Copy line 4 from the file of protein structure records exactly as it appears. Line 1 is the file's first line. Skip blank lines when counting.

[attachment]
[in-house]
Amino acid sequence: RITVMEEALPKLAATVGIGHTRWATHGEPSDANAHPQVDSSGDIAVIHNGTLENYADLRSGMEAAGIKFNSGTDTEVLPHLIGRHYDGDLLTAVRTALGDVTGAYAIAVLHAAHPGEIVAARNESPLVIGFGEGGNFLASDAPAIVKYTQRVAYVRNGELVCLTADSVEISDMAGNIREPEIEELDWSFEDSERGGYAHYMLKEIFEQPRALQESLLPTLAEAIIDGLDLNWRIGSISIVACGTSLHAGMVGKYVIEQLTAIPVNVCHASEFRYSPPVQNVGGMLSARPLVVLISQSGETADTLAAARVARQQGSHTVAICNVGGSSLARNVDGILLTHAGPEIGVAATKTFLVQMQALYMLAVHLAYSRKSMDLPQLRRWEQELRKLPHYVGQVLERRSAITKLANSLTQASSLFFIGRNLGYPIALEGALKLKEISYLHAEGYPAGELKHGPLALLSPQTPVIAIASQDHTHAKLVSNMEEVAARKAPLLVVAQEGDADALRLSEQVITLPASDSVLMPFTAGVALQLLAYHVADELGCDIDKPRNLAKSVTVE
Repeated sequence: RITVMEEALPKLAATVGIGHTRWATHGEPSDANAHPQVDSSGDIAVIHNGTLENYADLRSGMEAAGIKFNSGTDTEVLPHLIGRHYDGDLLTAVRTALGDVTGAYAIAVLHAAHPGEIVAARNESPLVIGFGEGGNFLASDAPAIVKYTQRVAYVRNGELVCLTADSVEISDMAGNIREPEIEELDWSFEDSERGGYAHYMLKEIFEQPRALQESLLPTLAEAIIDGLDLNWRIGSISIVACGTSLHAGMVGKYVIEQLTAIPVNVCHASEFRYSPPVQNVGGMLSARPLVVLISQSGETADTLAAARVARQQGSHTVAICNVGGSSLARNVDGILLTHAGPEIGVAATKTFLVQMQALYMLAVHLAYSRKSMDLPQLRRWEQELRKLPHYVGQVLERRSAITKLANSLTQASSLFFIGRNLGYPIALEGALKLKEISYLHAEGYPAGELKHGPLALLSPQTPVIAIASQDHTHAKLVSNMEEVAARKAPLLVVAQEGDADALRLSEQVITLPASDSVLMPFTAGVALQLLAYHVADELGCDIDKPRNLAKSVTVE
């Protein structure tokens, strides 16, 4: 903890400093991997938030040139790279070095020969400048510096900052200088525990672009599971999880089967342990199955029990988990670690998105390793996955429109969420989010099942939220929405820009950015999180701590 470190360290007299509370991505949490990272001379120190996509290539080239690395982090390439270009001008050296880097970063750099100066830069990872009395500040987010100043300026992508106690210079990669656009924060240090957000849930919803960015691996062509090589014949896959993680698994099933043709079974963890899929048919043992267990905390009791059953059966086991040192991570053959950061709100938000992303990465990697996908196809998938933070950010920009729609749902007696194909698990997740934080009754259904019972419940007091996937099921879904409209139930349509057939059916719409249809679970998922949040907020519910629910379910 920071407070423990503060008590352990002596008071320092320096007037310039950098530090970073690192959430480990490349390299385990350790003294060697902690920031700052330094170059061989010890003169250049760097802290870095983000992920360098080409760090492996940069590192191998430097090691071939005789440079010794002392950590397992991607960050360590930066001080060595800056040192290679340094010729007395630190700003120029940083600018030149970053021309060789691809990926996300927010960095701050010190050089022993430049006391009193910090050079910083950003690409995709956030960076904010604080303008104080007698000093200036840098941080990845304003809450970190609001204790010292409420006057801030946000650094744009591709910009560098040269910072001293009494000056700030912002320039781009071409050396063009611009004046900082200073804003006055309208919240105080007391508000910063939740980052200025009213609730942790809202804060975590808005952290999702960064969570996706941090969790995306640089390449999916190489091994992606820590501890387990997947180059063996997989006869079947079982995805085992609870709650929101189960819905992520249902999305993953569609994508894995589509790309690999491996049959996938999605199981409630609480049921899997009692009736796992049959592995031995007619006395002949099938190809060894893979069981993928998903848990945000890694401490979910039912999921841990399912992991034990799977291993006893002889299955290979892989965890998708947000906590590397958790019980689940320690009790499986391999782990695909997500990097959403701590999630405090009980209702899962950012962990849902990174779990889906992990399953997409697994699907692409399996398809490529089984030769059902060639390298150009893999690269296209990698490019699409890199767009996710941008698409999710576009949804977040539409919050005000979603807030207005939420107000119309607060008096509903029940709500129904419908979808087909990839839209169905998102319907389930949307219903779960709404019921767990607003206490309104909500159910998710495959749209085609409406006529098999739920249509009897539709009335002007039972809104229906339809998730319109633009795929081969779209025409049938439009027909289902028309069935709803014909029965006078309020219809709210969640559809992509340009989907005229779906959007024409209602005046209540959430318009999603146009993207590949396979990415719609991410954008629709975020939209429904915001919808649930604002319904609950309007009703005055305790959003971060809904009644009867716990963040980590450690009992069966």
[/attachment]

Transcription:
């Protein structure tokens, strides 16, 4: 903890400093991997938030040139790279070095020969400048510096900052200088525990672009599971999880089967342990199955029990988990670690998105390793996955429109969420989010099942939220929405820009950015999180701590 470190360290007299509370991505949490990272001379120190996509290539080239690395982090390439270009001008050296880097970063750099100066830069990872009395500040987010100043300026992508106690210079990669656009924060240090957000849930919803960015691996062509090589014949896959993680698994099933043709079974963890899929048919043992267990905390009791059953059966086991040192991570053959950061709100938000992303990465990697996908196809998938933070950010920009729609749902007696194909698990997740934080009754259904019972419940007091996937099921879904409209139930349509057939059916719409249809679970998922949040907020519910629910379910 920071407070423990503060008590352990002596008071320092320096007037310039950098530090970073690192959430480990490349390299385990350790003294060697902690920031700052330094170059061989010890003169250049760097802290870095983000992920360098080409760090492996940069590192191998430097090691071939005789440079010794002392950590397992991607960050360590930066001080060595800056040192290679340094010729007395630190700003120029940083600018030149970053021309060789691809990926996300927010960095701050010190050089022993430049006391009193910090050079910083950003690409995709956030960076904010604080303008104080007698000093200036840098941080990845304003809450970190609001204790010292409420006057801030946000650094744009591709910009560098040269910072001293009494000056700030912002320039781009071409050396063009611009004046900082200073804003006055309208919240105080007391508000910063939740980052200025009213609730942790809202804060975590808005952290999702960064969570996706941090969790995306640089390449999916190489091994992606820590501890387990997947180059063996997989006869079947079982995805085992609870709650929101189960819905992520249902999305993953569609994508894995589509790309690999491996049959996938999605199981409630609480049921899997009692009736796992049959592995031995007619006395002949099938190809060894893979069981993928998903848990945000890694401490979910039912999921841990399912992991034990799977291993006893002889299955290979892989965890998708947000906590590397958790019980689940320690009790499986391999782990695909997500990097959403701590999630405090009980209702899962950012962990849902990174779990889906992990399953997409697994699907692409399996398809490529089984030769059902060639390298150009893999690269296209990698490019699409890199767009996710941008698409999710576009949804977040539409919050005000979603807030207005939420107000119309607060008096509903029940709500129904419908979808087909990839839209169905998102319907389930949307219903779960709404019921767990607003206490309104909500159910998710495959749209085609409406006529098999739920249509009897539709009335002007039972809104229906339809998730319109633009795929081969779209025409049938439009027909289902028309069935709803014909029965006078309020219809709210969640559809992509340009989907005229779906959007024409209602005046209540959430318009999603146009993207590949396979990415719609991410954008629709975020939209429904915001919808649930604002319904609950309007009703005055305790959003971060809904009644009867716990963040980590450690009992069966």